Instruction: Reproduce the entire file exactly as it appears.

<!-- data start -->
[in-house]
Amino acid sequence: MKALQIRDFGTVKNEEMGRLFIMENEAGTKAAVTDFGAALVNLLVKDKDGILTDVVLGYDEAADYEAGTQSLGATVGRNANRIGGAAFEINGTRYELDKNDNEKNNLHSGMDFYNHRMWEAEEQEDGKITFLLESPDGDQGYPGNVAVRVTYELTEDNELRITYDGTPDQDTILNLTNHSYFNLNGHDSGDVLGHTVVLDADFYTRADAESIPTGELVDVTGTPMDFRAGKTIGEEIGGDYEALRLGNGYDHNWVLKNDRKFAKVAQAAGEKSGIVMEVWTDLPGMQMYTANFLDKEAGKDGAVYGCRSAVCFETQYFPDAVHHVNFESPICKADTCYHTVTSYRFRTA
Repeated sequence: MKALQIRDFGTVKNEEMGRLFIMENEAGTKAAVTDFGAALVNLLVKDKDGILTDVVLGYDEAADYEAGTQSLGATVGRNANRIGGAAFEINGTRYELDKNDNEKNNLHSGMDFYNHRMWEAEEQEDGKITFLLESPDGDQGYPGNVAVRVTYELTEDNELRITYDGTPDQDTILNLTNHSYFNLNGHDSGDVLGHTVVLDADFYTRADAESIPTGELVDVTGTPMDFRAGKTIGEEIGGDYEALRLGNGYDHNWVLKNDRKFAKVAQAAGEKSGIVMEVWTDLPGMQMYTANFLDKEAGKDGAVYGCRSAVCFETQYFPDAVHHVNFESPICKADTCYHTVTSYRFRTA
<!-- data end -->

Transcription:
[in-house]
Amino acid sequence: MKALQIRDFGTVKNEEMGRLFIMENEAGTKAAVTDFGAALVNLLVKDKDGILTDVVLGYDEAADYEAGTQSLGATVGRNANRIGGAAFEINGTRYELDKNDNEKNNLHSGMDFYNHRMWEAEEQEDGKITFLLESPDGDQGYPGNVAVRVTYELTEDNELRITYDGTPDQDTILNLTNHSYFNLNGHDSGDVLGHTVVLDADFYTRADAESIPTGELVDVTGTPMDFRAGKTIGEEIGGDYEALRLGNGYDHNWVLKNDRKFAKVAQAAGEKSGIVMEVWTDLPGMQMYTANFLDKEAGKDGAVYGCRSAVCFETQYFPDAVHHVNFESPICKADTCYHTVTSYRFRTA
Repeated sequence: MKALQIRDFGTVKNEEMGRLFIMENEAGTKAAVTDFGAALVNLLVKDKDGILTDVVLGYDEAADYEAGTQSLGATVGRNANRIGGAAFEINGTRYELDKNDNEKNNLHSGMDFYNHRMWEAEEQEDGKITFLLESPDGDQGYPGNVAVRVTYELTEDNELRITYDGTPDQDTILNLTNHSYFNLNGHDSGDVLGHTVVLDADFYTRADAESIPTGELVDVTGTPMDFRAGKTIGEEIGGDYEALRLGNGYDHNWVLKNDRKFAKVAQAAGEKSGIVMEVWTDLPGMQMYTANFLDKEAGKDGAVYGCRSAVCFETQYFPDAVHHVNFESPICKADTCYHTVTSYRFRTA